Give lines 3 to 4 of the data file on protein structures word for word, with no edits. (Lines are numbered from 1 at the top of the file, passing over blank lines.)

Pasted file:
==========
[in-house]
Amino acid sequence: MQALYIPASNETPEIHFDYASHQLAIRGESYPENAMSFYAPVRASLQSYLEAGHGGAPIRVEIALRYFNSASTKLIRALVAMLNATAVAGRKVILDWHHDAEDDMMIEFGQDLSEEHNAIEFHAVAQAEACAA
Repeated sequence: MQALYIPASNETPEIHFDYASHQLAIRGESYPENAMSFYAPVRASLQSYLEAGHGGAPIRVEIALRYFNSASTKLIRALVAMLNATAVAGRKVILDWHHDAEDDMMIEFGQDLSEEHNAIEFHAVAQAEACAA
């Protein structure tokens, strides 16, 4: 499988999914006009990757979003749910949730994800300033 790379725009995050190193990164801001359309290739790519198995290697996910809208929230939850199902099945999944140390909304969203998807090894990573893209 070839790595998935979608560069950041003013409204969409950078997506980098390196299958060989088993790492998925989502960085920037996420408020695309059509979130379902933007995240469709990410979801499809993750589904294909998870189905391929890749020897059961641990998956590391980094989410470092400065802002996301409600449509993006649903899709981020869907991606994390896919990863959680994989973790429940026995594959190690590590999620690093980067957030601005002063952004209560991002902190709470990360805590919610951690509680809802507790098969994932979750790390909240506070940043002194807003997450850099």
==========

Repeated sequence: MQALYIPASNETPEIHFDYASHQLAIRGESYPENAMSFYAPVRASLQSYLEAGHGGAPIRVEIALRYFNSASTKLIRALVAMLNATAVAGRKVILDWHHDAEDDMMIEFGQDLSEEHNAIEFHAVAQAEACAA
């Protein structure tokens, strides 16, 4: 499988999914006009990757979003749910949730994800300033 790379725009995050190193990164801001359309290739790519198995290697996910809208929230939850199902099945999944140390909304969203998807090894990573893209 070839790595998935979608560069950041003013409204969409950078997506980098390196299958060989088993790492998925989502960085920037996420408020695309059509979130379902933007995240469709990410979801499809993750589904294909998870189905391929890749020897059961641990998956590391980094989410470092400065802002996301409600449509993006649903899709981020869907991606994390896919990863959680994989973790429940026995594959190690590590999620690093980067957030601005002063952004209560991002902190709470990360805590919610951690509680809802507790098969994932979750790390909240506070940043002194807003997450850099």